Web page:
Surprise Package

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After ramming his health- care program through Congress and up the wazoo of the American people, Obama did a victory-taunt-dance in the end zone. He arrogantly crowed about his victory, say- ing that if the Republicans want to run in November on a pledge to repeal Obamacare, they should “Go for it!”

This hubristic remark brings to mind Bush’s famous line to terrorists in Iraq: “Bring it on!” And Obama may regret his remark, because after the passage of the bill, the public seems to think no more of it than before.

Indeed, support may actually be diminishing. Nancy Pelosi famously quipped that we would have to pass the bill to see exactly what’s in it. Well, we did, and we are. The first surprise was quick in coming: the bill contained a provision that eliminates the tax subsidy the feds created for businesses to support Medicare Part D (the prescription drug benefit program). This subsidy covered 28% of what companies actually paid to provide the coverage. This immediately led to a string of companies reporting massive losses soon to come. First Caterpillar announced that it would take a $100 million charge in the first quarter for this change in tax law; then a whole spate of businesses followed. Deere & Company will take a $150 million charge; Boeing $150 million; Prudential $100 million; 3M $90 million; Valero up to $20 million; Goodrich $10 mil- lion. The whoppers were AT&T, which will book a $1 billion cost because of this bill, and Verizon, which will book a cost of $970 million.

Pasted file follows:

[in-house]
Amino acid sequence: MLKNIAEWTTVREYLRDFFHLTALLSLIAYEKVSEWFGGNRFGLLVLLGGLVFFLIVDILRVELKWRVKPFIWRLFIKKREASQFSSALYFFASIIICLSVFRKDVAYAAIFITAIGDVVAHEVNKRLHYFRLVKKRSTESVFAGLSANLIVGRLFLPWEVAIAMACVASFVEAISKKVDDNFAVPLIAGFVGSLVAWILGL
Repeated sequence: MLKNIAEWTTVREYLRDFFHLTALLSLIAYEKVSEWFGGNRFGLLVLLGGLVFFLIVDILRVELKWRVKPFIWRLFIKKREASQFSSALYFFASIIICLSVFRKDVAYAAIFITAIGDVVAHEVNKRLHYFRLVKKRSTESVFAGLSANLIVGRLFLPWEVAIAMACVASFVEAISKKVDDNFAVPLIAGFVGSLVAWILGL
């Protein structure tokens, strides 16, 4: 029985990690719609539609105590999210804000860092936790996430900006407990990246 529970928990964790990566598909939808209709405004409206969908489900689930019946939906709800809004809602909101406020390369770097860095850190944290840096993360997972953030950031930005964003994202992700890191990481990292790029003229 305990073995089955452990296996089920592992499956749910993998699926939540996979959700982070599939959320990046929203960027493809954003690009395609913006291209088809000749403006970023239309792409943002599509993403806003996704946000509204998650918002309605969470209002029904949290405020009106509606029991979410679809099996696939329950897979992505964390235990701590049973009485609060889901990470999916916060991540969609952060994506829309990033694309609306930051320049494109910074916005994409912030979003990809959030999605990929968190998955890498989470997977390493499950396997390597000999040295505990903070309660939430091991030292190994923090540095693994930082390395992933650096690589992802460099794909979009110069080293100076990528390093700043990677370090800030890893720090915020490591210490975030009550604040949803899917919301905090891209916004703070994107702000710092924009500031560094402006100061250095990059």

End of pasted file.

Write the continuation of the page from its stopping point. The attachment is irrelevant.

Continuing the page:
Immediately, Rep. Henry Waxman (D-CA) — one of the most leftwing people ever to walk the halls of Congress and a major architect of the healthcare bill — said he would haul the CEOs of these perfidious companies before his committee (a.k.a. the Court of Star Chamber) to explain why they were spreading such harmful lies.

Of course, the Waxman threat is just an attempt to use congressional power to intimidate inconvenient voices into silence. Abuse of power, anyone? Really, the “why” lies in Congress itself. Under the strict accounting rules contained in the Sarbanes-Oxley Act, passed by Congress after the Enron debacle, losses and liabilities must be clearly identified, transparently logged, and announced to the public.

But this news is only the beginning. Over 3,500 companies rely on this tax break, and losing it will cost $14 billion (as estimated by Towers Watson, a consulting firm). That will translate into lost benefits — worse, lost jobs — and slower growth.

Just what the economy needs. And just what Dr. Obama ordered.

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